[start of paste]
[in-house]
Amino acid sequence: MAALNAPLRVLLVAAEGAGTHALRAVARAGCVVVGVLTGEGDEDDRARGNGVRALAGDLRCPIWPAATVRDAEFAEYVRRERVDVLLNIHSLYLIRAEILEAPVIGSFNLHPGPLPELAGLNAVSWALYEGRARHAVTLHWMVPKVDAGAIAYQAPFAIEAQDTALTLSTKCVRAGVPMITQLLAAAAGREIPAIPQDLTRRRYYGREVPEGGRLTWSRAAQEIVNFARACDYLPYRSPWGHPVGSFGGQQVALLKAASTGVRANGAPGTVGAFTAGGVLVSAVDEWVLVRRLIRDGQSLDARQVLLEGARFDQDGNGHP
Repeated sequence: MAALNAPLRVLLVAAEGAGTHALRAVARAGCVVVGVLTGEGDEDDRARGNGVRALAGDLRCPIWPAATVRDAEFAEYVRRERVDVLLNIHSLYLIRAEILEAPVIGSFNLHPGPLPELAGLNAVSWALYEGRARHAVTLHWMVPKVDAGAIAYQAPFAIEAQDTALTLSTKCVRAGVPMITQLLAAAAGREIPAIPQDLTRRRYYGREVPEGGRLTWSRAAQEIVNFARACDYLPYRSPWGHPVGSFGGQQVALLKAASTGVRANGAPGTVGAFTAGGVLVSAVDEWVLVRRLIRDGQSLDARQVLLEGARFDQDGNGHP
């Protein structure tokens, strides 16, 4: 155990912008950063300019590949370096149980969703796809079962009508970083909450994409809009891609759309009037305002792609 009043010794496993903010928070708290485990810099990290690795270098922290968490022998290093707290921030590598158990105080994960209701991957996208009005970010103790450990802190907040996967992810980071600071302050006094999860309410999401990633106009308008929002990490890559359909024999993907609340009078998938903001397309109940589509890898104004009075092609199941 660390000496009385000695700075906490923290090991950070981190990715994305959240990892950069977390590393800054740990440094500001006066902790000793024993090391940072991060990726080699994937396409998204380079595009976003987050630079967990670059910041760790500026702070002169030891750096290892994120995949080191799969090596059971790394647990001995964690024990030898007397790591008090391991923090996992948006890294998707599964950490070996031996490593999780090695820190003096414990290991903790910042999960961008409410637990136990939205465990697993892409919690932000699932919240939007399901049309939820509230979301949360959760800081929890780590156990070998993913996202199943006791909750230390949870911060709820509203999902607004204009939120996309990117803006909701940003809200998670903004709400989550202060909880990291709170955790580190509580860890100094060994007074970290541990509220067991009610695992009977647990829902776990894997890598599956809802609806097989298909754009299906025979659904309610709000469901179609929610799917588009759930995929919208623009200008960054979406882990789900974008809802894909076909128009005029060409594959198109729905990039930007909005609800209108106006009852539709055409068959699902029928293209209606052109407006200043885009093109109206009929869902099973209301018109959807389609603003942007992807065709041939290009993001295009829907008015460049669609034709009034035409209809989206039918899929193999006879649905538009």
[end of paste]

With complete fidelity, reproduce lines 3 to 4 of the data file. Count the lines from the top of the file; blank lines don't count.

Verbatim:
Repeated sequence: MAALNAPLRVLLVAAEGAGTHALRAVARAGCVVVGVLTGEGDEDDRARGNGVRALAGDLRCPIWPAATVRDAEFAEYVRRERVDVLLNIHSLYLIRAEILEAPVIGSFNLHPGPLPELAGLNAVSWALYEGRARHAVTLHWMVPKVDAGAIAYQAPFAIEAQDTALTLSTKCVRAGVPMITQLLAAAAGREIPAIPQDLTRRRYYGREVPEGGRLTWSRAAQEIVNFARACDYLPYRSPWGHPVGSFGGQQVALLKAASTGVRANGAPGTVGAFTAGGVLVSAVDEWVLVRRLIRDGQSLDARQVLLEGARFDQDGNGHP
């Protein structure tokens, strides 16, 4: 155990912008950063300019590949370096149980969703796809079962009508970083909450994409809009891609759309009037305002792609 009043010794496993903010928070708290485990810099990290690795270098922290968490022998290093707290921030590598158990105080994960209701991957996208009005970010103790450990802190907040996967992810980071600071302050006094999860309410999401990633106009308008929002990490890559359909024999993907609340009078998938903001397309109940589509890898104004009075092609199941 660390000496009385000695700075906490923290090991950070981190990715994305959240990892950069977390590393800054740990440094500001006066902790000793024993090391940072991060990726080699994937396409998204380079595009976003987050630079967990670059910041760790500026702070002169030891750096290892994120995949080191799969090596059971790394647990001995964690024990030898007397790591008090391991923090996992948006890294998707599964950490070996031996490593999780090695820190003096414990290991903790910042999960961008409410637990136990939205465990697993892409919690932000699932919240939007399901049309939820509230979301949360959760800081929890780590156990070998993913996202199943006791909750230390949870911060709820509203999902607004204009939120996309990117803006909701940003809200998670903004709400989550202060909880990291709170955790580190509580860890100094060994007074970290541990509220067991009610695992009977647990829902776990894997890598599956809802609806097989298909754009299906025979659904309610709000469901179609929610799917588009759930995929919208623009200008960054979406882990789900974008809802894909076909128009005029060409594959198109729905990039930007909005609800209108106006009852539709055409068959699902029928293209209606052109407006200043885009093109109206009929869902099973209301018109959807389609603003942007992807065709041939290009993001295009829907008015460049669609034709009034035409209809989206039918899929193999006879649905538009």